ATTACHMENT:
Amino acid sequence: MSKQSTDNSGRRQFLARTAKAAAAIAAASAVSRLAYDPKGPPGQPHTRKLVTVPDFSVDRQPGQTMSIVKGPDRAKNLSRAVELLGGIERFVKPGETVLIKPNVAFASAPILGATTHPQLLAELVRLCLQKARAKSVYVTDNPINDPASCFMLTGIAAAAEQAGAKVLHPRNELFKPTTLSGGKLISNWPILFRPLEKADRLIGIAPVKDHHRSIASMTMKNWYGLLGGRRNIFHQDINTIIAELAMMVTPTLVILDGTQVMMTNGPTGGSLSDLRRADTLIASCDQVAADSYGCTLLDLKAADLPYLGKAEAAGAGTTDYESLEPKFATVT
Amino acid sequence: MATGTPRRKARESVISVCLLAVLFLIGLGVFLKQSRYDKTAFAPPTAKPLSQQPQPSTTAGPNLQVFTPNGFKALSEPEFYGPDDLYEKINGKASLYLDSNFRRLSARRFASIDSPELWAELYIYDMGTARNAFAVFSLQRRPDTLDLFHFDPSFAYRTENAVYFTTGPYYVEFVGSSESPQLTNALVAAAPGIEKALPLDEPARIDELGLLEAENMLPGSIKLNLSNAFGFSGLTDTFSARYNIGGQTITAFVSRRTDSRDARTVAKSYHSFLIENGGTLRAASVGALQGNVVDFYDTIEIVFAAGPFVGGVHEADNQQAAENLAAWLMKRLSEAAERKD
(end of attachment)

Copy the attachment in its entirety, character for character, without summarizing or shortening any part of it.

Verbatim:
Amino acid sequence: MSKQSTDNSGRRQFLARTAKAAAAIAAASAVSRLAYDPKGPPGQPHTRKLVTVPDFSVDRQPGQTMSIVKGPDRAKNLSRAVELLGGIERFVKPGETVLIKPNVAFASAPILGATTHPQLLAELVRLCLQKARAKSVYVTDNPINDPASCFMLTGIAAAAEQAGAKVLHPRNELFKPTTLSGGKLISNWPILFRPLEKADRLIGIAPVKDHHRSIASMTMKNWYGLLGGRRNIFHQDINTIIAELAMMVTPTLVILDGTQVMMTNGPTGGSLSDLRRADTLIASCDQVAADSYGCTLLDLKAADLPYLGKAEAAGAGTTDYESLEPKFATVT
Amino acid sequence: MATGTPRRKARESVISVCLLAVLFLIGLGVFLKQSRYDKTAFAPPTAKPLSQQPQPSTTAGPNLQVFTPNGFKALSEPEFYGPDDLYEKINGKASLYLDSNFRRLSARRFASIDSPELWAELYIYDMGTARNAFAVFSLQRRPDTLDLFHFDPSFAYRTENAVYFTTGPYYVEFVGSSESPQLTNALVAAAPGIEKALPLDEPARIDELGLLEAENMLPGSIKLNLSNAFGFSGLTDTFSARYNIGGQTITAFVSRRTDSRDARTVAKSYHSFLIENGGTLRAASVGALQGNVVDFYDTIEIVFAAGPFVGGVHEADNQQAAENLAAWLMKRLSEAAERKD